(b) Stay of proceedings and adjustment of obligation. In an action filed during, or within 9 months after, a servicemember's period of military service to enforce an obligation described in subsection (a), the court may after a hearing and on its own motion and shall upon
application by a servicemember when the servicemember's ability to comply with the obligation is materially affected by military service--
(1) stay the proceedings for a period of time as justice and equity require, or
(2) adjust the obligation to preserve the interests of all parties.
[The phrase “or within 9 months” in subsections (b) and (c) was added by P.L. 110-289, effective July 30, 2008. The “sunset” of the additional 9 month period of protection was extended to December 31, 2012 by S.
4508. That bill passed on December 22, 2010.]
(c) Sale or foreclosure. A sale, foreclosure, or seizure of property for a breach of an obligation described in subsection (a) shall not be valid if made during, or within 9 months after, the period of the service-member's military service except—
(1) upon a court order granted before such sale, foreclosure, or seizure with a return made and approved by the court; or
(2) if made pursuant to an agreement as provided in section 107 [50 U.S.C. App. 517].
(d) Misdemeanor. A person who knowingly makes or causes to be made a sale, foreclosure, or seizure of property that is prohibited by sub-section (c), or who knowingly attempts to do so, shall be fined as provided in title 18, United States Code, or imprisoned for not more than one year, or both.
50 U.S.C. App. 533.
Because Joe and Josephine obtained the mortgage and signed the deed of trust at a time when Joe was not on active duty, and because Joe was on active duty at the time of the foreclosure, it was unlawful for ABC Bank to initiate a non-judicial foreclosure. The Department of Defense (DOD) operates a free service enabling attorneys, banks, and other creditors to learn easily that a named person (with a known date of birth and Social Security number) is or is not on active duty in the armed forces.
Section 303 of the SCRA makes it unlawful for bank to foreclose, without a court order, because the SCRA also provides procedural safeguards for service members in federal and state judicial and administrative proceedings. Your clients’ case is an excellent example of the need for the rule against non-judicial foreclosures on active duty service members.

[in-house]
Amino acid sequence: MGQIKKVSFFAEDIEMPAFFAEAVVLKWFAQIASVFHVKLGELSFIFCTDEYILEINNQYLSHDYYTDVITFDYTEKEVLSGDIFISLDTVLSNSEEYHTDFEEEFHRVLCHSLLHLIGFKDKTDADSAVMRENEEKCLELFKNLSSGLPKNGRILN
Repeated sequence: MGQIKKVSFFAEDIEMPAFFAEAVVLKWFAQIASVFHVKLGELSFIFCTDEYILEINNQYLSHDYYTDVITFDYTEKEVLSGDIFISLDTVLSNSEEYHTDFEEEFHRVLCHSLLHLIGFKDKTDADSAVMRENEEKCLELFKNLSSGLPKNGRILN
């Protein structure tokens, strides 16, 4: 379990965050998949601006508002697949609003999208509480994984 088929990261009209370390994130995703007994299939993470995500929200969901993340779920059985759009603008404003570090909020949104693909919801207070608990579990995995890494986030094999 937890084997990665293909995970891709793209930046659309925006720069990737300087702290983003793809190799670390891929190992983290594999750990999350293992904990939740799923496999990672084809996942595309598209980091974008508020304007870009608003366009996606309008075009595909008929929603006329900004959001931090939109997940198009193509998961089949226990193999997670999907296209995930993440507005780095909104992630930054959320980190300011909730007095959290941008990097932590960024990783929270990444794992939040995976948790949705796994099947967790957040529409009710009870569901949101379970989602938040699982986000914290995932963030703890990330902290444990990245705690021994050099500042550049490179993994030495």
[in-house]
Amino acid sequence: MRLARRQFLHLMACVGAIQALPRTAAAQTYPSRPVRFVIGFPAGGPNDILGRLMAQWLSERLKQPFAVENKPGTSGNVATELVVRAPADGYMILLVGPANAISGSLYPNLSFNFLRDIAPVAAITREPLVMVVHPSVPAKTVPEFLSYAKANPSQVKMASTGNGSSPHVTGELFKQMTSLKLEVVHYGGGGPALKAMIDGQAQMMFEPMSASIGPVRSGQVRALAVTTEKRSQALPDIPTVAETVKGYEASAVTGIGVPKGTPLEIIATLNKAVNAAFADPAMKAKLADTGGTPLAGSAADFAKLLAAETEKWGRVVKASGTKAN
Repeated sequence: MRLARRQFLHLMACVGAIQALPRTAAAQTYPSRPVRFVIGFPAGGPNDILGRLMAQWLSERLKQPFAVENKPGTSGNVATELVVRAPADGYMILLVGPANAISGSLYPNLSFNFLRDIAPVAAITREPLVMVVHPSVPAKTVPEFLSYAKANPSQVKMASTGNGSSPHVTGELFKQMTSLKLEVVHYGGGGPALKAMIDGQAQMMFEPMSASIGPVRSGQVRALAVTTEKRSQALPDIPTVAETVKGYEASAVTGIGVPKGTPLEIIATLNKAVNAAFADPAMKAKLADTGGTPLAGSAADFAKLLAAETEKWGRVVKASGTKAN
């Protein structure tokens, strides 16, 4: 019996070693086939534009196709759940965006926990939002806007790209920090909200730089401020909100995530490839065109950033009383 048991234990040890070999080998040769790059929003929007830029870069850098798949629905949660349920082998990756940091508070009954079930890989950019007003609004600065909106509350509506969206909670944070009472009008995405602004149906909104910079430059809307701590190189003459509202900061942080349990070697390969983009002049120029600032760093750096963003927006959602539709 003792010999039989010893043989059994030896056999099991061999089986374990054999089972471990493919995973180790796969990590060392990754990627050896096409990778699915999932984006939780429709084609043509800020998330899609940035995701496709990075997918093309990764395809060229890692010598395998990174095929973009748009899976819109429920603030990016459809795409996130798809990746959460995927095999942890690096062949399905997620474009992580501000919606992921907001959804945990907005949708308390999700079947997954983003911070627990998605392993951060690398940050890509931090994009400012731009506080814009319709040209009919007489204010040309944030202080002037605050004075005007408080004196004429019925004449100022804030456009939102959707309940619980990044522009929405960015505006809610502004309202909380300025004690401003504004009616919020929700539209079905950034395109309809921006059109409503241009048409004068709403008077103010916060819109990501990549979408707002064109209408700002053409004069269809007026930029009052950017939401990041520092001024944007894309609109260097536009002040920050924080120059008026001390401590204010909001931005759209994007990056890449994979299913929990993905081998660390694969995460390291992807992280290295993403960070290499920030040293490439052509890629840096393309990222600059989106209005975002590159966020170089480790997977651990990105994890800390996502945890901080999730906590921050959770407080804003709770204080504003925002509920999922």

Section 303(c)(2) of the SCRA [50 U.S.C. App. 533(c)(2)] provides for non-judicial foreclosure in these circumstances “if made pursuant to an agreement as provided in section 107” [50 U.S.C. App. 517]. Section 107 provides that a service member may waive SCRA rights, but the section has multiple requirements (including type size of at least 12) that must be met if a waiver is to be effective. It is clear that your client Joe Smith has not effectively waived his SCRA rights.
Q: Does the SCRA provide a private right of action? Am I permitted to file suit in federal court on behalf of Joe and Josephine Smith? If I file suit on their behalf and win, do I get attorney fees?
A: Yes to all three questions. Section 802 of the SCRA (50 U.S.C. App. 597a) creates an explicit private right of action in federal court. That section also provides for requiring the defendant to pay the attorney fees of the successful SCRA plaintiff.
It appears to me that your clients also have common law tort claims against the bank. Because these state law claims arise out of the same set of transactions and occurrences as the SCRA claims, you can bring these state law claims in federal court, along with your federal claims, under what is known as supplemental jurisdiction. See 28 U.S.C. 1367.
Good luck and thank you for undertaking to represent this military family. Please let me know how the case turns out.
 In the Subject Index, Category 4 is about the SCRA.
 For example, under section 201(b) of the SCRA, 50 U.S.C. App. 521(b), the court must obtain from the plaintiff an affidavit to the effect that the defendant is not a member of the armed forces on active duty, as a condition precedent to granting a default judgment for the plaintiff. If the defendant is on active duty, section 201 of the SCRA provides several actions that must be taken before judgment can be entered against the defendant. The point of these safeguards is to ensure that the active duty defendant is in fact aware of the lawsuit and has had the opportunity to defend. A bank could make a mockery of these SCRA protections if it could bypass the judicial process altogether by means of non-judicial foreclosure.
 Section 802 was added by Public Law 111-275, effective October 13, 2010. Prior to 2010, the SCRA did not contain an explicit private right of action, but most of the courts that addressed the question found an implied private right of action.